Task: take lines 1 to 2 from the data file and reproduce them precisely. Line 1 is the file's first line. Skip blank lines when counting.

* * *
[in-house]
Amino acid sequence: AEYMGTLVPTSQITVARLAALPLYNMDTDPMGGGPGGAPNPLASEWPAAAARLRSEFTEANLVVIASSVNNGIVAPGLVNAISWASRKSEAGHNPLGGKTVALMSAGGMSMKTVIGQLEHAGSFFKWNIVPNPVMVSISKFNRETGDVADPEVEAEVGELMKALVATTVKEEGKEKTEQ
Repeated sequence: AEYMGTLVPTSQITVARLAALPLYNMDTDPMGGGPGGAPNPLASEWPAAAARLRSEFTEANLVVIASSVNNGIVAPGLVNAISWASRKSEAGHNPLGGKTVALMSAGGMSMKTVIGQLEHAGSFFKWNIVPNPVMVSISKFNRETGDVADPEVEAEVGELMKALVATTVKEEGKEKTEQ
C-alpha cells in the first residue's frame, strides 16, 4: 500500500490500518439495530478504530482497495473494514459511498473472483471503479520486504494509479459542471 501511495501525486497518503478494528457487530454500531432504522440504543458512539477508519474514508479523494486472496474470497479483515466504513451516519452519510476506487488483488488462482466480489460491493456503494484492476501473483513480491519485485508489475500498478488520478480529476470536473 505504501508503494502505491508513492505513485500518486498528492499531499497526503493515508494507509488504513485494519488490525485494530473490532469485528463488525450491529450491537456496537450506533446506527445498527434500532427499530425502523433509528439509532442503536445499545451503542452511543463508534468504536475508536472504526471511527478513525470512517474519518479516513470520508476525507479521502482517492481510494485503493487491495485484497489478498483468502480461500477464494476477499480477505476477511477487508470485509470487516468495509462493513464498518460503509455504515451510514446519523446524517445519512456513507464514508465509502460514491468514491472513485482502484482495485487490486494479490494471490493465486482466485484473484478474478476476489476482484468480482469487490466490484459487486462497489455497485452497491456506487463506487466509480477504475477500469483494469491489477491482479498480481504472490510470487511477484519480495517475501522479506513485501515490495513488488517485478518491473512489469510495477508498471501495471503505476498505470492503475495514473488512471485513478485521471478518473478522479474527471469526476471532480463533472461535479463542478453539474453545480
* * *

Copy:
[in-house]
Amino acid sequence: AEYMGTLVPTSQITVARLAALPLYNMDTDPMGGGPGGAPNPLASEWPAAAARLRSEFTEANLVVIASSVNNGIVAPGLVNAISWASRKSEAGHNPLGGKTVALMSAGGMSMKTVIGQLEHAGSFFKWNIVPNPVMVSISKFNRETGDVADPEVEAEVGELMKALVATTVKEEGKEKTEQ